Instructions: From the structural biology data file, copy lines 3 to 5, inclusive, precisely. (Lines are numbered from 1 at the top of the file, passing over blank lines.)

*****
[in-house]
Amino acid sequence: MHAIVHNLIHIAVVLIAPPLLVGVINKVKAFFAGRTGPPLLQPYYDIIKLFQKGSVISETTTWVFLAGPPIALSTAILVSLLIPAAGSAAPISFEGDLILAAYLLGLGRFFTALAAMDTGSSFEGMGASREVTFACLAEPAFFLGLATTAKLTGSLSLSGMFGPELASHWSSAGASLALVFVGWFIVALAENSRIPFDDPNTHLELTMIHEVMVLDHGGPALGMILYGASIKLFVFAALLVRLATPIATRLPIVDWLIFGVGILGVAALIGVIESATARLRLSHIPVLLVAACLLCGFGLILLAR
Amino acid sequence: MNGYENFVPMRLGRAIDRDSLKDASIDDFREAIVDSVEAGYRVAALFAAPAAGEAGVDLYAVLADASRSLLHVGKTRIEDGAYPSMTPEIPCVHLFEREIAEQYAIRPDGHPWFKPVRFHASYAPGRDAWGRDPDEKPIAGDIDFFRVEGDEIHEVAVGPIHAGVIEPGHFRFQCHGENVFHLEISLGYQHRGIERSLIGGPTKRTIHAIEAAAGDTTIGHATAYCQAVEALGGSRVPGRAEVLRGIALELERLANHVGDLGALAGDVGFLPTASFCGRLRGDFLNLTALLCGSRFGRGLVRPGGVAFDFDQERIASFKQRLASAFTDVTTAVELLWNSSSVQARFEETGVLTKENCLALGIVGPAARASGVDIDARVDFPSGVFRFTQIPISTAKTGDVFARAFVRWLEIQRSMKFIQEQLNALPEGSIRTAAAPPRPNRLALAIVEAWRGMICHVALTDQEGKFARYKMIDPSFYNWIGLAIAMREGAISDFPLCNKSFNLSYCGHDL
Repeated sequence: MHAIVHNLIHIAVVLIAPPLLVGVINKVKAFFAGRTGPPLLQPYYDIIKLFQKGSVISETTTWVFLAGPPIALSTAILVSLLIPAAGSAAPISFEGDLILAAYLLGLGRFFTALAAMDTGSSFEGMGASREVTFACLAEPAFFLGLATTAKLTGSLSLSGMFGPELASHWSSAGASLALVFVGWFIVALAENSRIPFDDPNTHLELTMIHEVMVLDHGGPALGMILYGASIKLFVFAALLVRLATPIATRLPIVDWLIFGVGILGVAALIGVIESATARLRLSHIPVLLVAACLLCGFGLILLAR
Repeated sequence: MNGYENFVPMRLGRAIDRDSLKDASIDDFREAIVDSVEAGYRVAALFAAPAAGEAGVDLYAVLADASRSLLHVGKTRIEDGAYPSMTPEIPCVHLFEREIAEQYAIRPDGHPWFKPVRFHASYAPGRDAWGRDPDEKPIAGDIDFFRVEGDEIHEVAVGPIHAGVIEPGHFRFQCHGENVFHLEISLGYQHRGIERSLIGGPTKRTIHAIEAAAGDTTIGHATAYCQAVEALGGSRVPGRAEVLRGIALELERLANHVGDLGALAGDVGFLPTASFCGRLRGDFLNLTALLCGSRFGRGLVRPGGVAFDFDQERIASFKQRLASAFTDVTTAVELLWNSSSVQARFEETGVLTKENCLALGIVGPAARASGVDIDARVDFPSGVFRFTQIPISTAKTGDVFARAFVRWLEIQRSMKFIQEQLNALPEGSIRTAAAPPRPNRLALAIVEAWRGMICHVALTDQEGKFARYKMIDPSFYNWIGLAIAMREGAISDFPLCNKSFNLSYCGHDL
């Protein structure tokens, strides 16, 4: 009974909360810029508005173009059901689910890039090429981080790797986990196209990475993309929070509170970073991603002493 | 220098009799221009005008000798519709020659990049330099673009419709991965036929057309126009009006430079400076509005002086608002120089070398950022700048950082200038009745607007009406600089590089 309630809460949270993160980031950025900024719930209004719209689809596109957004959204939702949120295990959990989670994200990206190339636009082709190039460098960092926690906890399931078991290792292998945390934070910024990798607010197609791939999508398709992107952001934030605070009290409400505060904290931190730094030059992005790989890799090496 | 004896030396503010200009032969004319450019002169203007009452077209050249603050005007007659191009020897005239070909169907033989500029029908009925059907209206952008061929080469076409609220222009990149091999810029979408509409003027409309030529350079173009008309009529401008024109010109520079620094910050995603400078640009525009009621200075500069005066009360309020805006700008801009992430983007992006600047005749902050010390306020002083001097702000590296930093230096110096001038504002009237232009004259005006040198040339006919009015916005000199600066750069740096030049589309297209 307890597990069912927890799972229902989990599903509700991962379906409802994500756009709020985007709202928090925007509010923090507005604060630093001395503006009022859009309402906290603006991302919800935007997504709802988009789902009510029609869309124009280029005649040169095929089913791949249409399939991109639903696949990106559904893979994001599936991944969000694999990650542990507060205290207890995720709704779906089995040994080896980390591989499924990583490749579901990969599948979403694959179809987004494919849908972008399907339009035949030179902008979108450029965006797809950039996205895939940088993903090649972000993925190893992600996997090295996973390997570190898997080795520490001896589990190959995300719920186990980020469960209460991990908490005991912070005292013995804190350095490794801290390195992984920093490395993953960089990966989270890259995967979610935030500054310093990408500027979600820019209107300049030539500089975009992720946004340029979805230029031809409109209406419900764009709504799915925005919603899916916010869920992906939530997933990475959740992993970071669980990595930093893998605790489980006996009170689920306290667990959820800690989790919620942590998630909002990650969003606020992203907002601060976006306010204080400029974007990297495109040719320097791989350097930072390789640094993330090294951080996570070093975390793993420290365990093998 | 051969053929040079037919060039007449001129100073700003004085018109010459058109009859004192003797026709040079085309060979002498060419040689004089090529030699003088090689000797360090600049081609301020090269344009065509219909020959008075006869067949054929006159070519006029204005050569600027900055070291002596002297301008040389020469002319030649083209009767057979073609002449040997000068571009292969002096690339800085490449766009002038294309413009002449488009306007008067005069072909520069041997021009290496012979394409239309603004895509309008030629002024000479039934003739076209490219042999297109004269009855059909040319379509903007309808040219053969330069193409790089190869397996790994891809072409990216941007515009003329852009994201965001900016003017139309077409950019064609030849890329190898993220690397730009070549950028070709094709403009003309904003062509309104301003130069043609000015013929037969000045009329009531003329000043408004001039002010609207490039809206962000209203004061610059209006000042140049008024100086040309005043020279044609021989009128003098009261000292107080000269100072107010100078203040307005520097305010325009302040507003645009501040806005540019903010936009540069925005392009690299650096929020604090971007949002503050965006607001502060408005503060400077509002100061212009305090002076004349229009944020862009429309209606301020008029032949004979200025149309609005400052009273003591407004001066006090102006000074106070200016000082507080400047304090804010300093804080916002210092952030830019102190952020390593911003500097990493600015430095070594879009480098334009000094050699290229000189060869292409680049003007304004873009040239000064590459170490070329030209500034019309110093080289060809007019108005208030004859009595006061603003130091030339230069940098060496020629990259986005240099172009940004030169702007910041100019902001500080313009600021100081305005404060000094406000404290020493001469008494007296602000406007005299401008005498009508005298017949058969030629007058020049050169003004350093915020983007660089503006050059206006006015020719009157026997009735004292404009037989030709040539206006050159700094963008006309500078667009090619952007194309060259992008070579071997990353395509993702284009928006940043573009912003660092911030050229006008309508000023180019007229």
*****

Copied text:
Amino acid sequence: MNGYENFVPMRLGRAIDRDSLKDASIDDFREAIVDSVEAGYRVAALFAAPAAGEAGVDLYAVLADASRSLLHVGKTRIEDGAYPSMTPEIPCVHLFEREIAEQYAIRPDGHPWFKPVRFHASYAPGRDAWGRDPDEKPIAGDIDFFRVEGDEIHEVAVGPIHAGVIEPGHFRFQCHGENVFHLEISLGYQHRGIERSLIGGPTKRTIHAIEAAAGDTTIGHATAYCQAVEALGGSRVPGRAEVLRGIALELERLANHVGDLGALAGDVGFLPTASFCGRLRGDFLNLTALLCGSRFGRGLVRPGGVAFDFDQERIASFKQRLASAFTDVTTAVELLWNSSSVQARFEETGVLTKENCLALGIVGPAARASGVDIDARVDFPSGVFRFTQIPISTAKTGDVFARAFVRWLEIQRSMKFIQEQLNALPEGSIRTAAAPPRPNRLALAIVEAWRGMICHVALTDQEGKFARYKMIDPSFYNWIGLAIAMREGAISDFPLCNKSFNLSYCGHDL
Repeated sequence: MHAIVHNLIHIAVVLIAPPLLVGVINKVKAFFAGRTGPPLLQPYYDIIKLFQKGSVISETTTWVFLAGPPIALSTAILVSLLIPAAGSAAPISFEGDLILAAYLLGLGRFFTALAAMDTGSSFEGMGASREVTFACLAEPAFFLGLATTAKLTGSLSLSGMFGPELASHWSSAGASLALVFVGWFIVALAENSRIPFDDPNTHLELTMIHEVMVLDHGGPALGMILYGASIKLFVFAALLVRLATPIATRLPIVDWLIFGVGILGVAALIGVIESATARLRLSHIPVLLVAACLLCGFGLILLAR
Repeated sequence: MNGYENFVPMRLGRAIDRDSLKDASIDDFREAIVDSVEAGYRVAALFAAPAAGEAGVDLYAVLADASRSLLHVGKTRIEDGAYPSMTPEIPCVHLFEREIAEQYAIRPDGHPWFKPVRFHASYAPGRDAWGRDPDEKPIAGDIDFFRVEGDEIHEVAVGPIHAGVIEPGHFRFQCHGENVFHLEISLGYQHRGIERSLIGGPTKRTIHAIEAAAGDTTIGHATAYCQAVEALGGSRVPGRAEVLRGIALELERLANHVGDLGALAGDVGFLPTASFCGRLRGDFLNLTALLCGSRFGRGLVRPGGVAFDFDQERIASFKQRLASAFTDVTTAVELLWNSSSVQARFEETGVLTKENCLALGIVGPAARASGVDIDARVDFPSGVFRFTQIPISTAKTGDVFARAFVRWLEIQRSMKFIQEQLNALPEGSIRTAAAPPRPNRLALAIVEAWRGMICHVALTDQEGKFARYKMIDPSFYNWIGLAIAMREGAISDFPLCNKSFNLSYCGHDL